- Project plans
- Project activities
- Legislation and standards
- Industry context
Last edited 20 Jul 2017
Cupboards (sometimes indicated on drawings by the letters CPD) are recessed areas, or sometimes standalone pieces of furniture that are used for storage. The term is derived from the English words cup and board, and originally referred to an open-shelved sideboard or table that was used to display items such as plates and cups. Cupboards are now typically closed, with doors on the front and may be fitted with shelves. They may be recessed, fitted, or free standing.
The term ‘wardrobe’ (sometimes indicated on drawings by the letters WRD) refers to a cupboard that is used for the storage of clothing. It may also be used to refer to the clothes themselves. It is derived from the words ‘warder’ meaning to guard and ‘robes’ meant clothes. Very large wardrobes may be referred to as 'walk-in wardrobes'.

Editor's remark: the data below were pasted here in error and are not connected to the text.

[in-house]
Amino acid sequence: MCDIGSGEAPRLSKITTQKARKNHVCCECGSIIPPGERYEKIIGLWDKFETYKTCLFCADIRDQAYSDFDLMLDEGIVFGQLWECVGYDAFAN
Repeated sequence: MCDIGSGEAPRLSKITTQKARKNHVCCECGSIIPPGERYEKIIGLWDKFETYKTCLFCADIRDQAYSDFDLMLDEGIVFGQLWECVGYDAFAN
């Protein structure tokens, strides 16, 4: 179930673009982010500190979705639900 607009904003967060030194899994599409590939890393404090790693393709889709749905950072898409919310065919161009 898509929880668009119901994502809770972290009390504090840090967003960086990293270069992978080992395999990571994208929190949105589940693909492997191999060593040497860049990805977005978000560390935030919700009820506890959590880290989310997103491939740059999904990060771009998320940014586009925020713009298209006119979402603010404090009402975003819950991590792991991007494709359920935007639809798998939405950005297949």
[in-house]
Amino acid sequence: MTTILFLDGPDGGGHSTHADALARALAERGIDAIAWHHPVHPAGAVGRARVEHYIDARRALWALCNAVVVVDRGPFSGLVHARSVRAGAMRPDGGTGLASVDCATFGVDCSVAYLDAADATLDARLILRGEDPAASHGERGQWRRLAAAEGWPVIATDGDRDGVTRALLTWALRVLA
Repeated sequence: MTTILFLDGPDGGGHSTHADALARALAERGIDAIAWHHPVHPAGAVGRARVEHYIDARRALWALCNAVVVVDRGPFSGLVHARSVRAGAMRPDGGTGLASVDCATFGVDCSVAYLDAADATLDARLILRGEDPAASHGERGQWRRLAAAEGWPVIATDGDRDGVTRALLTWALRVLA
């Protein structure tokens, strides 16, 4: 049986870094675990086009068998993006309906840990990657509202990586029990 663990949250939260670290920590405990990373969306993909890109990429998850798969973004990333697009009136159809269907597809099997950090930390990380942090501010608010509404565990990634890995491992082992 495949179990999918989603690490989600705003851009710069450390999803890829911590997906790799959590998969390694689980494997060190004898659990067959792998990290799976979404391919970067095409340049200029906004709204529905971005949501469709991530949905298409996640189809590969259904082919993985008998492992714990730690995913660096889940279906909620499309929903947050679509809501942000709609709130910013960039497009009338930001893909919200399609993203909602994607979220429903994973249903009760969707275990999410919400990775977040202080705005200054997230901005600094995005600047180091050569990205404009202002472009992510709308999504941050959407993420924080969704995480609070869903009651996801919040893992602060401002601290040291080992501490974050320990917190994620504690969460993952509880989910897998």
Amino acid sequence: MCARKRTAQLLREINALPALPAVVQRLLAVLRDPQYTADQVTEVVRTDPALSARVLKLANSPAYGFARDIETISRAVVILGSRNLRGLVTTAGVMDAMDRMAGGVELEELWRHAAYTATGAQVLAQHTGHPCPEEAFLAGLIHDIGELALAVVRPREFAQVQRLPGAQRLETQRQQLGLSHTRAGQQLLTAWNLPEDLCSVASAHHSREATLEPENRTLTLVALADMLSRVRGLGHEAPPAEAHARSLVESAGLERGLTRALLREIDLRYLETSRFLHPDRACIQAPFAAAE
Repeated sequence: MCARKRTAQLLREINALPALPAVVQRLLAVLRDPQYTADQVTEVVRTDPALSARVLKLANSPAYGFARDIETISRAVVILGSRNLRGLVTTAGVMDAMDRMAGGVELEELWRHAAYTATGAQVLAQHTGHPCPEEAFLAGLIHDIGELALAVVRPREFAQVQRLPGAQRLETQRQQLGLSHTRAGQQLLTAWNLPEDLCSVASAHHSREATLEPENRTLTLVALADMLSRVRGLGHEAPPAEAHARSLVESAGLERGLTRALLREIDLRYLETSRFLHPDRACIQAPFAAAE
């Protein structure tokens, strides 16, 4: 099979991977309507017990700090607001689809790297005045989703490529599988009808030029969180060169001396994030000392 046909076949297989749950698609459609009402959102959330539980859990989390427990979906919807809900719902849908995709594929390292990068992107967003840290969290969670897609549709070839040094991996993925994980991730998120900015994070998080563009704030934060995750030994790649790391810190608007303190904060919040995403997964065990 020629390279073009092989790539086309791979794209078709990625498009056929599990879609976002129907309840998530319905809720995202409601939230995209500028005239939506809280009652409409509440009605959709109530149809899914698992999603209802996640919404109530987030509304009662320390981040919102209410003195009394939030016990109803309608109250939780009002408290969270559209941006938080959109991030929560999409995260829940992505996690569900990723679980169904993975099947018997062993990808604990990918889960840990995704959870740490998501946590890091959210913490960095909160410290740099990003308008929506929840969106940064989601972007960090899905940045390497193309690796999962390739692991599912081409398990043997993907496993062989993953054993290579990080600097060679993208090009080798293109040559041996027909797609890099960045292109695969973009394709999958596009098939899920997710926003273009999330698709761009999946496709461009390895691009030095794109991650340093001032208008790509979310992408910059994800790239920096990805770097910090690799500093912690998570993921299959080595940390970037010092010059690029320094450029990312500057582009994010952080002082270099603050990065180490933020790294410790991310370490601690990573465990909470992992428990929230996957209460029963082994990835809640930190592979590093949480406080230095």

A pantry is a storage area for food, and sometimes dishes and other household items. It is derived from the French word ‘pain’ meaning bread. A larder is similar, but is generally cool to aid the storage of food and is typically adjacent to the kitchen.
Other types of cupboard include; fume cupboards, linen cupboards, under-stairs cupboards, kitchen cupboards and so on.
 Related articles in Designing Buildings Wiki
Featured articles and news
Timber is a natural carbon sink, but it must not end up in landfill at the end of its useful life.
BSRIA has collaborated with the Department of Health on research into air permeability in isolation rooms.
New step-by-step route maps for implementing effective surface water management measures are published.
GMP is an agreement with a contractor that the contract sum will not exceed a specified maximum. Read more here.
The BREEAM Sustainability Champion is changing to the Advisory Professional - here's what you need to know.
A fresh round of job-cuts takes the total number of redundancies to over 1,000.
Read our introductory article to the completion date in construction contracts.
Almost 90% of freight in London is moved by road. The River Thames could add much needed extra capacity.
National Infrastructure Commission warn that large infrastructure projects are at risk of falling behind.
The quality of Cambridge owes as much to its open spaces as to its architectural uniqueness.